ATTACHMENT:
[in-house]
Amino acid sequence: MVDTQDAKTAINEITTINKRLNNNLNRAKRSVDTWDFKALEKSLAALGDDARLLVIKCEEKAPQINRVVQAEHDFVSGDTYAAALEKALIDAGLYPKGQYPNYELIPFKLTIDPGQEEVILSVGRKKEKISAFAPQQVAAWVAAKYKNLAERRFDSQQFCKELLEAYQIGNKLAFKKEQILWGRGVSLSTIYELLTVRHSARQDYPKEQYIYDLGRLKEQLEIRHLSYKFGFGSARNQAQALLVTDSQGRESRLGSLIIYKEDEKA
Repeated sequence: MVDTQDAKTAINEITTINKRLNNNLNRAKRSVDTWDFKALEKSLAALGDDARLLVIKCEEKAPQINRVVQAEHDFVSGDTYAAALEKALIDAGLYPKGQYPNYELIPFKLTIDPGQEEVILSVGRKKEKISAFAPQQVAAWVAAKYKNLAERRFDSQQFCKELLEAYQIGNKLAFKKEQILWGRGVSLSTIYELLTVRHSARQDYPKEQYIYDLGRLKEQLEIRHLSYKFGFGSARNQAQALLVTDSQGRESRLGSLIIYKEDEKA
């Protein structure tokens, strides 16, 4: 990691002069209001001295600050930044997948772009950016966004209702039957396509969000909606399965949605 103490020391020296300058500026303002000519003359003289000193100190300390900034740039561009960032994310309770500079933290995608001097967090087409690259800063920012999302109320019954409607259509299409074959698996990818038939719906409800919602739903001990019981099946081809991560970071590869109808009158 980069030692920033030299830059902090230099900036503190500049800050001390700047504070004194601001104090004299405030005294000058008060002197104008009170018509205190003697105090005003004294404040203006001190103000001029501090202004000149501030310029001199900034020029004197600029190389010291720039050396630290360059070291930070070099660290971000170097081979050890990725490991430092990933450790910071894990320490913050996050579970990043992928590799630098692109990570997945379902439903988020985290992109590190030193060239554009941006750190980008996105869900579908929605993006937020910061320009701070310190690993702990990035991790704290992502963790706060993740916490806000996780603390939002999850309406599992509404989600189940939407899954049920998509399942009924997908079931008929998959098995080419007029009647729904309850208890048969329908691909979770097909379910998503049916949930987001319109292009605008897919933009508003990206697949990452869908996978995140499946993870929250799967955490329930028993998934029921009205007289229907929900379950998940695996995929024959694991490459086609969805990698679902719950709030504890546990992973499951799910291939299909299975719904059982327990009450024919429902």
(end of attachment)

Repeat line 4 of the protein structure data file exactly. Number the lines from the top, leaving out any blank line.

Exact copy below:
């Protein structure tokens, strides 16, 4: 990691002069209001001295600050930044997948772009950016966004209702039957396509969000909606399965949605 103490020391020296300058500026303002000519003359003289000193100190300390900034740039561009960032994310309770500079933290995608001097967090087409690259800063920012999302109320019954409607259509299409074959698996990818038939719906409800919602739903001990019981099946081809991560970071590869109808009158 980069030692920033030299830059902090230099900036503190500049800050001390700047504070004194601001104090004299405030005294000058008060002197104008009170018509205190003697105090005003004294404040203006001190103000001029501090202004000149501030310029001199900034020029004197600029190389010291720039050396630290360059070291930070070099660290971000170097081979050890990725490991430092990933450790910071894990320490913050996050579970990043992928590799630098692109990570997945379902439903988020985290992109590190030193060239554009941006750190980008996105869900579908929605993006937020910061320009701070310190690993702990990035991790704290992502963790706060993740916490806000996780603390939002999850309406599992509404989600189940939407899954049920998509399942009924997908079931008929998959098995080419007029009647729904309850208890048969329908691909979770097909379910998503049916949930987001319109292009605008897919933009508003990206697949990452869908996978995140499946993870929250799967955490329930028993998934029921009205007289229907929900379950998940695996995929024959694991490459086609969805990698679902719950709030504890546990992973499951799910291939299909299975719904059982327990009450024919429902």